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ebook travel guide to rome

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Rome, Italy
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ebook travel guide to rome

Wondering how many of you would buy or prefer an e-book travel guide instead of a paper version. E-books are those on IPad, Kindle, etc.

The feedback is appreciated!

Madison, Wisconsin
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1. Re: ebook travel guide to rome

I'd rather have an actual book since you can write notes in it and flip pages faster. An e-book isn't a bad idea by any means but the little I've used one suggested to me that the search time was slower than thumbing through actual pages in a guidebook. I generally try to get a book just for the specific area I'm in. InsideOut had some great little guidebooks with built in compasses, pens, and water-proof maps; sadly, I can't find them for sale anymore but Knopf Mapguides has some for 10.95 a pop. I just bought one for Athens.

At any rate, good luck with whatever you decide to go with and just remember that even the hotel maps you get for free can be exceedingly helpful and convenient.

niagara
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2. Re: ebook travel guide to rome

For our trip to Northern Italy in Oct, I've already downloaded a few Venice apps. on to my Ipod- Lonely Planet's Venice guide and a restaurant guide. I like free app's or mostly free apps :)

I've toyed with the idea of buying an e-travel guide book but we have quite a few paperback guide books already. It would probably save weight in the luggage if I got an e-guide so I still might. Still new to this form of technology!

I enjoy reading regular books on my Ipod-never thought I would EVER feel that way-always defended the paper form but it's been pretty great so far-especially nice for books that are well over 500 pages that you just know weigh a ton! An Ipod is much lighter in the hand.

New York City, New...
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3. Re: ebook travel guide to rome

When I travel I take about 6 or more books with me and I've toyed with the idea of getting an E-Reader - I'm just waiting for the price to come down and for the technology to improve some - but, even if I had an E-reader, I would still take a hard copy of a travel guide. I also take my netbook with me on which I have researched and saved articles, etc about places I want to visit. But, for carrying around in a new place (or even an old one, I find a real book very satisfying.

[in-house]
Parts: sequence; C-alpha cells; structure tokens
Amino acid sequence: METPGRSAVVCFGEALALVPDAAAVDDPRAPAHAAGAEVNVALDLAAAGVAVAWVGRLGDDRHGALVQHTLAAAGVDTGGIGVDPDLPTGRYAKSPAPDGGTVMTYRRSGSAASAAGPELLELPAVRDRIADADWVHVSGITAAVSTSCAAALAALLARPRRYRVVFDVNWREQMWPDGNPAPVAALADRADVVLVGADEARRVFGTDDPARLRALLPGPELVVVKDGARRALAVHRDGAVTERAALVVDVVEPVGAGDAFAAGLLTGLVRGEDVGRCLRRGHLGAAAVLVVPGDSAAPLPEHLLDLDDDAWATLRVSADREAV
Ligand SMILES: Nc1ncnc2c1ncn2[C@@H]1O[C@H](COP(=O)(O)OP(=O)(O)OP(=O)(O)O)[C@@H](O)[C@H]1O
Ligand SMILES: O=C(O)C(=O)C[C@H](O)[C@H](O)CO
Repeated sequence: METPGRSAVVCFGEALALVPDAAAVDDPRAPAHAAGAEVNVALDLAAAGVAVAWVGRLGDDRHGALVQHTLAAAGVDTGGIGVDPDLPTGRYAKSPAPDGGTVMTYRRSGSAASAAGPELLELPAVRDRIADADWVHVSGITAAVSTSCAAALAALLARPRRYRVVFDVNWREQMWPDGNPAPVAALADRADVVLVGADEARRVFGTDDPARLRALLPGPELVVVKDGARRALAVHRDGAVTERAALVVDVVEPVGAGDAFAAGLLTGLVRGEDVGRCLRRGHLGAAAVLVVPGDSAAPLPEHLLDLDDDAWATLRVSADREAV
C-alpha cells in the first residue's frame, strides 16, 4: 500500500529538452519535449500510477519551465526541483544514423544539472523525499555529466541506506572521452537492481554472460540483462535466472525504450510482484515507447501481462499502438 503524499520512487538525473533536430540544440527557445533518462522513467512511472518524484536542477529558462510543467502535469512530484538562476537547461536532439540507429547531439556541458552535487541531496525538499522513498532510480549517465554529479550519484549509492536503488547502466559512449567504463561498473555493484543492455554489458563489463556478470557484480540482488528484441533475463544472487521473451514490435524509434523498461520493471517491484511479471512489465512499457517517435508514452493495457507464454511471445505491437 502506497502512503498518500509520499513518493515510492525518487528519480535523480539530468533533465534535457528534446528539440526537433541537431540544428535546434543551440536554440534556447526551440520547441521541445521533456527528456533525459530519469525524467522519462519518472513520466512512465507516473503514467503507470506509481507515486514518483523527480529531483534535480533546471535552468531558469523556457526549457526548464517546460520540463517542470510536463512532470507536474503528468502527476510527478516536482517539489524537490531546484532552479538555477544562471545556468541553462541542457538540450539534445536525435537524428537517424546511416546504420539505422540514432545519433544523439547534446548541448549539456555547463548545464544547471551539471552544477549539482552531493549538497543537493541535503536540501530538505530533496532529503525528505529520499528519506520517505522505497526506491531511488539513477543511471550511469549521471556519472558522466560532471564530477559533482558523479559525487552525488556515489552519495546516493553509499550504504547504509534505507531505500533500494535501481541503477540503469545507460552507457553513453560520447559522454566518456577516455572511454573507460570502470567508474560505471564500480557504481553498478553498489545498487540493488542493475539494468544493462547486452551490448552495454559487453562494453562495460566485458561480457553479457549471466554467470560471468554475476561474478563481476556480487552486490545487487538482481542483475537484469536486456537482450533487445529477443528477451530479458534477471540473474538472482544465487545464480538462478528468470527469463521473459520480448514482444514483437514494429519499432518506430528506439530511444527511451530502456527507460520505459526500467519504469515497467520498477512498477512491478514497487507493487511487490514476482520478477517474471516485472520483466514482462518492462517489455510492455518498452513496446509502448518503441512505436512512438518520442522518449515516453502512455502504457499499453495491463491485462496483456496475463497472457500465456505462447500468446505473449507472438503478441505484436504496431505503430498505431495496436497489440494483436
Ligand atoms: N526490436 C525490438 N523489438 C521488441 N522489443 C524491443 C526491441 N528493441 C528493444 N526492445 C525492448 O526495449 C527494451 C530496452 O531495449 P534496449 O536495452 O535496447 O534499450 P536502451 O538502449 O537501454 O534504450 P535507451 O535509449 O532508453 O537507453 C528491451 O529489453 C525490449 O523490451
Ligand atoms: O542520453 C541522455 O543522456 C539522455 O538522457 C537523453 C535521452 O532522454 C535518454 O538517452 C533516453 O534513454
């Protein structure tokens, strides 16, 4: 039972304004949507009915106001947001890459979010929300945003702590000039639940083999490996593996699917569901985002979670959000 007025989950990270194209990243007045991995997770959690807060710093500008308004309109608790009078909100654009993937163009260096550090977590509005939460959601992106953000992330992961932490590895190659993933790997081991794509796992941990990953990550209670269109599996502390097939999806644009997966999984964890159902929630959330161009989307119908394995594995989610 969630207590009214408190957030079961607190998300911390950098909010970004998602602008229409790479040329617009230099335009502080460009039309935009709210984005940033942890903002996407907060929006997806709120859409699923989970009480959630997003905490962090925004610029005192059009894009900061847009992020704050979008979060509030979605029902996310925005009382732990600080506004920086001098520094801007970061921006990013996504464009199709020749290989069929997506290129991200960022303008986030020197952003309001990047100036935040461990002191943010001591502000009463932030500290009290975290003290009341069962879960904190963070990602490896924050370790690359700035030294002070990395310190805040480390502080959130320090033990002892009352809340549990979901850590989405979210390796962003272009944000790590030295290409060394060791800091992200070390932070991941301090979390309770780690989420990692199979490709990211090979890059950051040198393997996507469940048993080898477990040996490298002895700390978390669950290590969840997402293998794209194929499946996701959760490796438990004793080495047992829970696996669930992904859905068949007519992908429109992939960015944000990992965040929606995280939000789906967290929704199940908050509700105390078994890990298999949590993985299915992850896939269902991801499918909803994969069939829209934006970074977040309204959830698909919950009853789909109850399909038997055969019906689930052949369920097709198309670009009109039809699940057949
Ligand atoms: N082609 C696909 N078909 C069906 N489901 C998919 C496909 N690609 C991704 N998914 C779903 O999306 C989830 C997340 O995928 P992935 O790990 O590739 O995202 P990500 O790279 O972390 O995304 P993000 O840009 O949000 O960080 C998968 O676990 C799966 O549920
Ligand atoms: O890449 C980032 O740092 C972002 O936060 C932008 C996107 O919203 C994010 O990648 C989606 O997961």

Watertown, MA
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4. Re: ebook travel guide to rome

I used my Nook on my trip this past June/July. Lonely Planet offers individual chapters of regions/cities for little cost. It was handy but didn't have as detailed information as I would have liked.

I did take along another guide book(paperback)for Tuscany and Umbria.

I hoping more publishers will offer good travel guides in e-reader format.

Illinois
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5. Re: ebook travel guide to rome

At home I like the paper guide books because I find it easier to mark pages, and I just like to read regular books. For travel, it would be nice to have an ebook guide as I take my kindle anyway and then I could use it on the trip. Ideally, I guess I would like both.

I'm not sure how well you can search for things in an ebook guide book as I have not really used one. Usually I just read books where you start at the beginning and go to the end. There was a Kindle thread on the gadgets and gear forum a few months ago (actually it's been going on for a long time, but I think the last post was a few mos ago), and some posters recommended the Lonely Planet guides for the Kindle and said once you get used to using it it's very useful.

6. Re: ebook travel guide to rome

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San Francisco...
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7. Re: ebook travel guide to rome

I hate to bare my ignorance...but does one need internet access when using an e-book in Italy? If so, what happens if you're standing on a corner in Rome and basically it doesn't work because there is no place to log on. Or your on the road between Lucca and Orvieto and...etc., etc., etc. I understand it is a bit difficult to find a wifi connection for your laptop...so I'm just wondering...

Illinois
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8. Re: ebook travel guide to rome

You don't need an internet connection with the Kindle once you have downloaded the books. They are just on the Kindle and you read them. To get new books it uses something called Whispernet which works when there is no internet connection but only in the US (on mine). I guess it's more like a cellphone connection. Mine doesn't work out of the US (the Whispernet part), but there is a new one that does. If you have a laptop you can download the book from the Amazon website to the laptop and then put it on the Kindle with a USB cable. That method works overseas.

Rome, Italy
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9. Re: ebook travel guide to rome

That is not a dumb question. E-books work both ways. You can buy one and keep it off-site, on the internet, so you can access it from any computer in the world, without the need for your own computer, or, you can buy the book and download it onto your reading device, like the apple ipad or kindle. In that case, you carry around one book-sized device and it holds virtual bookcases stacked with all the titles you own, so you always have all of your books with you, no need for internet.

San Francisco...
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10. Re: ebook travel guide to rome

Grazie, 'btgm' & 'Rome_With_Kids' (is that your "paper" book?) I must admit the future is indeed here...and quite cool. But after TA, I still like the idea of actual guide books!